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City officials say they won't use red tape to tie up demolition

June 17, 1998|By JULIE E. GREENE

Most Hagerstown elected officials said Tuesday they would not hold up a permit to stave off the demolition of the roundhouse complex.

But Mayor Robert E. Bruchey II said the city is known for having a slow permit process. "Ask any developer," he said.

The issue arose after David Nelson, a new member to the Hagerstown Roundhouse Museum Inc., suggested the city hold up the permit if CSX Real Property sticks to its July 3 deadline.

CSX has given museum officials until July 3 to raise $500,000 to buy the 40 acres along South Burhans Boulevard and get a government agency to take over legal responsibility for the land or the buildings will be razed.

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"We've been slow on permits before," Bruchey said.

After the meeting, four of the five City Council members polled said they wouldn't hold up such a permit.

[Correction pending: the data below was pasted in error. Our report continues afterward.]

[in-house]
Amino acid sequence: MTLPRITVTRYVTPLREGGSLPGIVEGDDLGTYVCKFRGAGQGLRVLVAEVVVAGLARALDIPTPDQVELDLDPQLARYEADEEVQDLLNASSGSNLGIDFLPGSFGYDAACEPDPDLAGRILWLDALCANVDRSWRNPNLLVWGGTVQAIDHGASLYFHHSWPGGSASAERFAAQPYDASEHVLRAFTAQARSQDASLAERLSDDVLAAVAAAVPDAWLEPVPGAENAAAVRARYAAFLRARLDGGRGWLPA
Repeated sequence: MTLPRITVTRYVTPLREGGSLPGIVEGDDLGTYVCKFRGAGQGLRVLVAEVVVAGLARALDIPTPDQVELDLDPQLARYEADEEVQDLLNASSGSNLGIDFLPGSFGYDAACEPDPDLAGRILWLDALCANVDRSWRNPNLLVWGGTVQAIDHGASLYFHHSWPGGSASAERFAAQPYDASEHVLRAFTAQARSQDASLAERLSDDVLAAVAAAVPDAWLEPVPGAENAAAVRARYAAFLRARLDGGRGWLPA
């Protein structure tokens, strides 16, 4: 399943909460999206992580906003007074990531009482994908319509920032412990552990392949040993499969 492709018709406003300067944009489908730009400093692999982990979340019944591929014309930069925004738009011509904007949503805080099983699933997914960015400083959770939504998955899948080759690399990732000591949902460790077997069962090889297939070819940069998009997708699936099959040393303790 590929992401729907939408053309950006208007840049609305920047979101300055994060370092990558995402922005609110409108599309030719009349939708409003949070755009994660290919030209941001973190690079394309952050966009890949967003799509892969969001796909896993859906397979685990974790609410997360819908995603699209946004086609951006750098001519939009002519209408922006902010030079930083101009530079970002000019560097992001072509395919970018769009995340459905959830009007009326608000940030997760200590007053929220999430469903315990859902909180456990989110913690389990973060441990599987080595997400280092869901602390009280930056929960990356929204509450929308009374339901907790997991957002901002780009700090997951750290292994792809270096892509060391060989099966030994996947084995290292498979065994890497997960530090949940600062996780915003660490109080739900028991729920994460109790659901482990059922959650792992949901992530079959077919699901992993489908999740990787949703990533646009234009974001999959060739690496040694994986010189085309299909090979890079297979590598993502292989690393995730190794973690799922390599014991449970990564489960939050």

Councilwoman Susan Saum-Wicklein said she didn't think it would come to that, but if it did, she would make a decision then.

Councilman William M. Breichner said CSX's driving force behind demolishing the complex's buildings is safety concerns. Fire Chief Gary Hawbaker has said he is worried about firefighters going on the property because of open pits.

City Building Inspector Mike Heyser said he has never been asked to hold up a permit during the 10 years he has worked for the city.

CSX had not applied for a demolition permit as of Tuesday.

City officials met with the Washington County Commissioners on Tuesday to discuss the roundhouse and other matters.

Commissioners President Gregory I. Snook said federal transportation funds could be used to help the roundhouse since there is money specifically set aside for transportation museums.

Snook said he would ask the Metropolitan Planning Organization to discuss funding the roundhouse when the group meets on June 29.

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